I am interested in the broad area of cosmology and astroparticle physics. It is founded upon the insight that the physics of stars, galaxies, and the Universe,  is in fact crucially related to the physics of its tiniest constituents, i.e., atoms, nuclei, etc. I focus on the physics of neutrinos and dark matter in stars and the early Universe.

Image Credit: NASA/ESA/JPL-Caltech/UCLA/CXC/SAO Neutrinos are fascinating elementary particles with unique properties that make them a useful tool to study astrophysics, cosmology, and particle physics. They are crucially important for the evolution of stars and galaxies, and come to us from the depths of these faraway and dense parts of the Universe bearing useful information. Studying these particles have already resulted in major discoveries in physics but more excitement is in store! 

I work on the physics of supernova neutrinos, high-energy neutrinos from GRBs, AGNs, etc., as well as the impact of neutrinos in cosmology. Read more here.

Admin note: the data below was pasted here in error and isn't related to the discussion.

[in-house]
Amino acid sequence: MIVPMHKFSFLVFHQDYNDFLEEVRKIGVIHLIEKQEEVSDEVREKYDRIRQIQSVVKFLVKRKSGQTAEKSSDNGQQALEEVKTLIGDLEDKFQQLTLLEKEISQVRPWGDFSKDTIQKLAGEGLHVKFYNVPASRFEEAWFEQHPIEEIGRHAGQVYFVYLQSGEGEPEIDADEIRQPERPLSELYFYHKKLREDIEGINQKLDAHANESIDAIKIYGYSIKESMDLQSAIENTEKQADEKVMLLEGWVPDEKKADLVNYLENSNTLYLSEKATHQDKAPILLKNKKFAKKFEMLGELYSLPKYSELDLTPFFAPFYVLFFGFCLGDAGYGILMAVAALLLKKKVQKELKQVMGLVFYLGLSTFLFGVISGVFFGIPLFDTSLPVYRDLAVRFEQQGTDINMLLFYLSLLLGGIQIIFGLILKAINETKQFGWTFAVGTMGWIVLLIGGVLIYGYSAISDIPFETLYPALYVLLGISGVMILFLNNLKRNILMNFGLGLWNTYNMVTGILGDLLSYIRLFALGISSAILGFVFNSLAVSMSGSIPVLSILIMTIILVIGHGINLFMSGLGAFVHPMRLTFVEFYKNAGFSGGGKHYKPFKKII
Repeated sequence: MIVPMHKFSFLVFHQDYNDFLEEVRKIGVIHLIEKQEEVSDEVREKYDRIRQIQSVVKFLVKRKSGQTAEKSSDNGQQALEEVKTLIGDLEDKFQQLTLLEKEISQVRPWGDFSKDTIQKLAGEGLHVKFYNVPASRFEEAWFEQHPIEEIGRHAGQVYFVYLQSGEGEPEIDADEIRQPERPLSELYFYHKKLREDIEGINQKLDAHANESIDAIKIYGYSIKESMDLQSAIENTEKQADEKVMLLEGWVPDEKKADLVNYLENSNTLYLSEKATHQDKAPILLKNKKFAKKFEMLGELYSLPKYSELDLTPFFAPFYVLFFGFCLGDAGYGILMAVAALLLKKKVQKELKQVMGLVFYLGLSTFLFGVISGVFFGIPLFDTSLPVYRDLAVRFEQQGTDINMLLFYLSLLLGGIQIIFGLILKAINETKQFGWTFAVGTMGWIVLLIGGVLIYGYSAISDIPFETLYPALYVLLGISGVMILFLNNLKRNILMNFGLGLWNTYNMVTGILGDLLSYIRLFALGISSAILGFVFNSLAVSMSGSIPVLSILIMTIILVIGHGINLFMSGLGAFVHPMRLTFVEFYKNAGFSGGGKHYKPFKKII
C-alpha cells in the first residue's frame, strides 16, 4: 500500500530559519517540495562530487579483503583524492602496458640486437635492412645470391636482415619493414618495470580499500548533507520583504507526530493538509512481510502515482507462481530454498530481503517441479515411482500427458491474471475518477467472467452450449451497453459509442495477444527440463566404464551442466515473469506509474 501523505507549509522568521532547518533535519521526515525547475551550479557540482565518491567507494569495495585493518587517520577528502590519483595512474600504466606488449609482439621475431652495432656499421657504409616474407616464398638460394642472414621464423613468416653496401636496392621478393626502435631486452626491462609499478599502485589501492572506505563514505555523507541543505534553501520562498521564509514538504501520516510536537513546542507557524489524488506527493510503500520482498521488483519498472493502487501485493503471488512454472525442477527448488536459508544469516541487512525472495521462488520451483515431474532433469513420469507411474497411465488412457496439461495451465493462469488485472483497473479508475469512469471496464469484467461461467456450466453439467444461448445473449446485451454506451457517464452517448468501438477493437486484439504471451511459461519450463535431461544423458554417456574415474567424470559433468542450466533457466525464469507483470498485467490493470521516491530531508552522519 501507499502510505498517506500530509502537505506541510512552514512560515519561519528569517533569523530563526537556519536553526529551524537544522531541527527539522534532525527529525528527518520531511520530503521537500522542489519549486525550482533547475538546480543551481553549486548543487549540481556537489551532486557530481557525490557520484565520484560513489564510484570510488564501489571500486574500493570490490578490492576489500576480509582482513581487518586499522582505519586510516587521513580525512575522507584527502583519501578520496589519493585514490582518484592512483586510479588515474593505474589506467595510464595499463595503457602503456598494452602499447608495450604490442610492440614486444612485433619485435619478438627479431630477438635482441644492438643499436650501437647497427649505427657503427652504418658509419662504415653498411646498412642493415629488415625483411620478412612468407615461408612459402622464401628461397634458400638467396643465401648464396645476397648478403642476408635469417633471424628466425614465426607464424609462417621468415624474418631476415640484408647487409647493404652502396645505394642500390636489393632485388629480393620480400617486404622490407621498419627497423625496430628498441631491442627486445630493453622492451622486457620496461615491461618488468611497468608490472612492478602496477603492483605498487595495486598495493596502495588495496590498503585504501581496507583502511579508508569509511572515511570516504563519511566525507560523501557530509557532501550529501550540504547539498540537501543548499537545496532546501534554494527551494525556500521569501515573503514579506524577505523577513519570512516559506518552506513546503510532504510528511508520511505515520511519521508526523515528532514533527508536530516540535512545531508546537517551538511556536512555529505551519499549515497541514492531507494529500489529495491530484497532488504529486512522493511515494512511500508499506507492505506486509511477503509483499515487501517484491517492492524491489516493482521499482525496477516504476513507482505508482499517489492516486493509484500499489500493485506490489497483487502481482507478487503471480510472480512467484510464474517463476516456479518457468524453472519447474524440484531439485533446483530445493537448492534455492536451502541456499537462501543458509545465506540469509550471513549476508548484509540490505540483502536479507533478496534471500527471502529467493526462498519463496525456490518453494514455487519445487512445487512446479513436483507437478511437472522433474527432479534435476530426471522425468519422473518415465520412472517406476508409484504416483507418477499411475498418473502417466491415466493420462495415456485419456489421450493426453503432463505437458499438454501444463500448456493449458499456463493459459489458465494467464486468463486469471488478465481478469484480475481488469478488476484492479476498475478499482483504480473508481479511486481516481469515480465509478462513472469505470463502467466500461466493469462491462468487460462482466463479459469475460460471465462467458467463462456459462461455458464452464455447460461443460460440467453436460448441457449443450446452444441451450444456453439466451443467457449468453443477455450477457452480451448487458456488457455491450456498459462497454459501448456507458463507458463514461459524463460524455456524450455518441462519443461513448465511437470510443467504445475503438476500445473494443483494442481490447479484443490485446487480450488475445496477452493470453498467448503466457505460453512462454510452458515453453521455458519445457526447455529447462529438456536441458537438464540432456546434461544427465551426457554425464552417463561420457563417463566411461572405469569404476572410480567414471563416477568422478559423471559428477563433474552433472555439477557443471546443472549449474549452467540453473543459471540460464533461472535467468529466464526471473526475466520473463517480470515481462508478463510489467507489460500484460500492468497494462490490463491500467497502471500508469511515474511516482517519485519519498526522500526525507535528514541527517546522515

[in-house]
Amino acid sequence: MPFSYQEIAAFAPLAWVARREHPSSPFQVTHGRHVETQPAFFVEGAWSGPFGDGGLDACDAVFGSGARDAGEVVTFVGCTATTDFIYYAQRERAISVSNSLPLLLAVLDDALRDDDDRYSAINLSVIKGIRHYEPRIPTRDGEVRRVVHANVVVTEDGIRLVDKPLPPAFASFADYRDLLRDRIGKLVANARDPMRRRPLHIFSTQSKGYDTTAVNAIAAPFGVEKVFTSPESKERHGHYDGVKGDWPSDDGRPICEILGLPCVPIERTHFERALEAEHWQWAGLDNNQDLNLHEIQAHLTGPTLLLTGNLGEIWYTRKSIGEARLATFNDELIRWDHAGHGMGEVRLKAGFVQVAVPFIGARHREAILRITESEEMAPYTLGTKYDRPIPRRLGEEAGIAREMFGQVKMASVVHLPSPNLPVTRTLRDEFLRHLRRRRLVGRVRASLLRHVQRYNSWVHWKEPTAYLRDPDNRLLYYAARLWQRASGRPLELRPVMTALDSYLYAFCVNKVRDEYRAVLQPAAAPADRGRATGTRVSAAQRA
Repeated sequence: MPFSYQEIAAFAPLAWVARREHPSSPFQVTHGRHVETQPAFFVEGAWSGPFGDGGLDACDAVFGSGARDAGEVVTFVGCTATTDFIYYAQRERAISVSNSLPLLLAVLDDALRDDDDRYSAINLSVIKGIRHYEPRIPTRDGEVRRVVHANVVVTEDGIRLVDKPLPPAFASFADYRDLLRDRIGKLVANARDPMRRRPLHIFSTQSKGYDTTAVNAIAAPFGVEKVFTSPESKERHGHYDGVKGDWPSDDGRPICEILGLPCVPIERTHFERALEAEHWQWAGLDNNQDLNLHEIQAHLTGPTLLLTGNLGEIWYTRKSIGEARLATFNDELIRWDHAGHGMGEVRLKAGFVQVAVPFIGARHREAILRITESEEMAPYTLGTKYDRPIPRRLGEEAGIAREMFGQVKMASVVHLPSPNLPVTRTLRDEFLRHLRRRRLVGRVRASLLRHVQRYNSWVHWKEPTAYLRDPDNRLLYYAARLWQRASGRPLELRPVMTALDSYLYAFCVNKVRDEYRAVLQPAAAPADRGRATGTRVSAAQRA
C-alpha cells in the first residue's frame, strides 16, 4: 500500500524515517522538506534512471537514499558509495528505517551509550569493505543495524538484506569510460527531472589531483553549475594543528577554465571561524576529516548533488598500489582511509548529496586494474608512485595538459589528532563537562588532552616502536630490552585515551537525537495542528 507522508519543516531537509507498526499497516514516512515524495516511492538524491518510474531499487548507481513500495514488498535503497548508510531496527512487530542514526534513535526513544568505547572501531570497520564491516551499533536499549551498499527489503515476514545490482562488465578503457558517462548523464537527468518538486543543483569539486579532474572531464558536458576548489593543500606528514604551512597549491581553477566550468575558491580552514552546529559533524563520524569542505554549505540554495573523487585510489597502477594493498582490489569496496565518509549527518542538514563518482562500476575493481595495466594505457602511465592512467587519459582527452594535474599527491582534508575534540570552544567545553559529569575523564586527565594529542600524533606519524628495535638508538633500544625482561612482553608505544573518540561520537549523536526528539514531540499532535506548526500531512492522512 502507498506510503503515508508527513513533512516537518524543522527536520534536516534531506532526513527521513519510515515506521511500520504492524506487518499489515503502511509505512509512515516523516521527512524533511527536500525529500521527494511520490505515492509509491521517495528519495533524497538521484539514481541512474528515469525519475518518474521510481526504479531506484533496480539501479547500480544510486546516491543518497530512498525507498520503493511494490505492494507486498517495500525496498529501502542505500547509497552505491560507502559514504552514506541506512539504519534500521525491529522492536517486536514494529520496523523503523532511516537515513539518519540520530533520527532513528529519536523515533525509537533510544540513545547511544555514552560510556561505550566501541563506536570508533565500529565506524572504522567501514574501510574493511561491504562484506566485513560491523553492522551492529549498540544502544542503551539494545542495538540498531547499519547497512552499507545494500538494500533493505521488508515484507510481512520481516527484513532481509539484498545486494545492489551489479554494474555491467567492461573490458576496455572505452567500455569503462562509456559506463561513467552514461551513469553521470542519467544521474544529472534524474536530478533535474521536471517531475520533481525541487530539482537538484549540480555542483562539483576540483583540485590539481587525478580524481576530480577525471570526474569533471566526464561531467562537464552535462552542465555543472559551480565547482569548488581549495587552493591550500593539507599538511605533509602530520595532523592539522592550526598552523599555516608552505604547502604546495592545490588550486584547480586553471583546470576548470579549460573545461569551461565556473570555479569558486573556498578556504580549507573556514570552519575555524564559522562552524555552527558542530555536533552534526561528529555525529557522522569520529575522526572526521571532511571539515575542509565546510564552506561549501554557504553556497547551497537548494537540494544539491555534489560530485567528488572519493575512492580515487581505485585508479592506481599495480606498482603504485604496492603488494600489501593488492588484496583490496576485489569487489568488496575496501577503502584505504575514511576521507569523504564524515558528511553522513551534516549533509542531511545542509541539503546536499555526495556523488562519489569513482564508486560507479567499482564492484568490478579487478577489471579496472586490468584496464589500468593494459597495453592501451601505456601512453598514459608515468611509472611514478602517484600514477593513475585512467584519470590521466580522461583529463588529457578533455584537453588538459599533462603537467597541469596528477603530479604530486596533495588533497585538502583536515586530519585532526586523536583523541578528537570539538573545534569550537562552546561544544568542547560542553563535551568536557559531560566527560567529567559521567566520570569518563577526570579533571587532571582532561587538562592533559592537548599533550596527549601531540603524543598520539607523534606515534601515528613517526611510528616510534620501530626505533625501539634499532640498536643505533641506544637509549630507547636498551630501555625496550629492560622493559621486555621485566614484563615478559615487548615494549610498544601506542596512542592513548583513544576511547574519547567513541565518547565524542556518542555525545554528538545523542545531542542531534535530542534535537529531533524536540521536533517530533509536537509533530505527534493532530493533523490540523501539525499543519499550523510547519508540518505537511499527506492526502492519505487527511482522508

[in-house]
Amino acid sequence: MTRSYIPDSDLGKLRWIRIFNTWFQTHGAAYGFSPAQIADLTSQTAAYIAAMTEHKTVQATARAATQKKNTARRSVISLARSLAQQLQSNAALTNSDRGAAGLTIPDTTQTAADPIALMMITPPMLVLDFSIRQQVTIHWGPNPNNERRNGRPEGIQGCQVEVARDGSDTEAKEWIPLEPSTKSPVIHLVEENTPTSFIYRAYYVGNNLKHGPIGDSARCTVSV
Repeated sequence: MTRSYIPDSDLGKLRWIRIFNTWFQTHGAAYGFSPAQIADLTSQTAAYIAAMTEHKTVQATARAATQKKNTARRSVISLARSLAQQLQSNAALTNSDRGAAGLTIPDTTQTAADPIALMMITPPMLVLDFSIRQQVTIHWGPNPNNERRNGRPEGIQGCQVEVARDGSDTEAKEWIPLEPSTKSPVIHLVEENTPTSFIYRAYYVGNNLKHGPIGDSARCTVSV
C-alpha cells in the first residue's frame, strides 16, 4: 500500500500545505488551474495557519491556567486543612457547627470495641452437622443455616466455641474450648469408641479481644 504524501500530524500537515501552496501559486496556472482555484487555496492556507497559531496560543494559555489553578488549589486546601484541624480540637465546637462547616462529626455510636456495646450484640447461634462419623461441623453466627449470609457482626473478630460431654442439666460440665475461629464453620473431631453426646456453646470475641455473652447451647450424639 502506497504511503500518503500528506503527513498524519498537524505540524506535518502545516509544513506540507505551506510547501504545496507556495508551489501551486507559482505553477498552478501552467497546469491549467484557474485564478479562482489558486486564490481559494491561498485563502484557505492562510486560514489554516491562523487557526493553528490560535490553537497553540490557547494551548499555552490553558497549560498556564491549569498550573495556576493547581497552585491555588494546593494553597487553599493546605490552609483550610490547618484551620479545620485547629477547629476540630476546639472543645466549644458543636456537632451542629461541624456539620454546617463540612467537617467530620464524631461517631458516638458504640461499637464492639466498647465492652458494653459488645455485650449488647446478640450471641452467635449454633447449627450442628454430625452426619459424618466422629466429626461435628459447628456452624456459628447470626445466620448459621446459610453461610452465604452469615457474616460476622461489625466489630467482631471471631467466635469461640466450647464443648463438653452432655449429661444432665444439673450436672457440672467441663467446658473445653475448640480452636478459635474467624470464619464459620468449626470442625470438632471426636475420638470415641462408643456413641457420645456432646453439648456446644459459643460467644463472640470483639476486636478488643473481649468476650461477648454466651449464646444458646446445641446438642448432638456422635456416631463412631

Image Credit: X-ray: NASA/CXC/CfA/M.Markevitch et al.; Optical: NASA/STScI; Magellan/U.Arizona/D.Clowe et al.; Lensing Map: NASA/STScI; ESO WFI; Magellan/U.Arizona/D.Clowe et al.
Dark Matter is my other main research interest. We now know that the Universe is mostly made of invisible stuff whose presence can be inferred through gravitational effects. It is clear that no known particle can play the role of this dark matter, and discovery of the particle identity of dark matter promises to be a huge breakthrough.

I work on different aspects of dark matter physics, be it possible mechanisms for its production, various ways to identify its particle nature, or its impact on galaxies, etc. You can read more here.

Subpages (3): Highlights Publications Talks